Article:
The Comité Giacometti confirms the authenticity of this painting. It will be included in the catalogue raisonné being prepared by the Fondation Alberto and Annette Giacometti.
Giacometti did not paint from 1935, the year that marked the end of his involvement with Surrealism and his return to figuration, until after the end of the Second World War. He then had a terrifying vision, which he described in the 1946 text Le Rêve, Le Sphinx et la mort de T.: "I had begun to see heads in the void, in the space that surrounded them. The first time I saw a head I was looking at freeze, become fixed in that single instant forever, I trembled with terror as never before in my life. This was no longer a living head but an object that was dead and alive at the same time. I let out a cry of terror as if I had just crossed over a threshold, as if I had gone into a world that nobody had seen before" (reprinted in Alberto Giacometti in Paris, exh. cat., Sainsbury Centre for Visual Arts, 2001, pp. 31-32).
In response, Giacometti created his iconic, attenuated figures in sculpture, and resumed painting--"to know how I was seeing," as he later explained. Indeed, by 1950 his interest in painting had already led him away from the "visionary, weightless" figures that had recently won him world-wide acclaim. He had now chosen to devote himself to painting and modeling portraits, from life, of a few individuals--his wife Annette, his brother Diego, and some close friends--to study their essential human presence.
In 1957, however, Giacometti's compulsive obsession with his goals led him into a cul-de-sac, as he worked protractedly on a commissioned portrait of Isaku Yanaihara, a Japanese professor of philosophy. As much as the artist laid on paint, Yanaihara's features refused to take on presence, and by this time all perspectival indicators of surrounding space had disappeared, leaving the subject awash in a gray mire of paint. One solution was to make a virtue of this predicament--that is, accept the void, and re-assert the head. In practice, this is what Giacometti achieved in the present Portrait de Diego, "the splendid Diego of 1958" as the poet Yves Bonnefoy has called it. Bonnefoy further noted that "This last piece already belongs to the next and final phase" (op. cit., p. 426).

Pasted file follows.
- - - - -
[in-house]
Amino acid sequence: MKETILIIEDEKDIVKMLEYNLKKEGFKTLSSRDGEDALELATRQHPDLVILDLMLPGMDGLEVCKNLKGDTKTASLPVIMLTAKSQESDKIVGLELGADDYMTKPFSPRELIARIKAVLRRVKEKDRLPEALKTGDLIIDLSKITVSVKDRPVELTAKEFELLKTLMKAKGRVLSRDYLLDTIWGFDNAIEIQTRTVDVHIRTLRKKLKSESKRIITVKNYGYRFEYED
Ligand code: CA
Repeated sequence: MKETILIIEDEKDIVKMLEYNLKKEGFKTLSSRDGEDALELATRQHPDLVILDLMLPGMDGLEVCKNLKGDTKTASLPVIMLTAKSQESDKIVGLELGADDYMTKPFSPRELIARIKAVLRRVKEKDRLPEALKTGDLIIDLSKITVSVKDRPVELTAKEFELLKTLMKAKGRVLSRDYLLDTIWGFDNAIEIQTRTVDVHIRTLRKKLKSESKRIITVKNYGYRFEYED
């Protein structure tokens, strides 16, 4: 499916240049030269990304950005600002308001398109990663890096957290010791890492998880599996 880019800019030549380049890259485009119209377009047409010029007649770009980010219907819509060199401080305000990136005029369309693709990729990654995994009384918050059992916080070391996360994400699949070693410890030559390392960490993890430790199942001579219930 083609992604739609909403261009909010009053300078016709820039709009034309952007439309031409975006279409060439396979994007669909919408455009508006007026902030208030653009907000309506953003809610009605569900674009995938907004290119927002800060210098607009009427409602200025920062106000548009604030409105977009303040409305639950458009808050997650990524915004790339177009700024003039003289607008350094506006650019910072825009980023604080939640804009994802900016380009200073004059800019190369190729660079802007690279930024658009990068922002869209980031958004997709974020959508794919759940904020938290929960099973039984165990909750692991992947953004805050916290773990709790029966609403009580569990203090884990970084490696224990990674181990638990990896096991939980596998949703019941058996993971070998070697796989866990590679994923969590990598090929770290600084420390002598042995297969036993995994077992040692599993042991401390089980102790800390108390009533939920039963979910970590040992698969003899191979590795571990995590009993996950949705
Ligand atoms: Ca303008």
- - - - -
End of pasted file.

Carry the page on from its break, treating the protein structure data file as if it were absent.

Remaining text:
Portrait de Diego does indeed look forward to the haunting "Black Heads" of Diego that Giacometti painted in the 1960s to the end of life. This head, as in Giacometti's vision a decade earlier, is "fixed in that single instant forever," having coalesced into a riveting presence, Valerie Fletcher has written of the "Black Heads": "...Diego's visage served as a vehicle for Alberto's intuition of the human psyche, prey to an indefinable and frightening emotion, perhaps apprehensive of an inevitable and increasingly imminent death. These spectres were the most sombre extreme of Giacometti's vision of reality." (in Alberto Giacometti, exh. cat., Scottish National Gallery of Modern Art, Edinburgh, 1996, p. 30). Bonnefoy has observed that "In the portraits of Diego one even senses considerable disquiet, as well as great energy... In the presence of someone who is, as it were, his double, Giacometti more than ever is witness to the mystery of existence, like Hamlet thinking of Yorick, in front of a skull in the dust" (op. cit., pp. 426 and 432).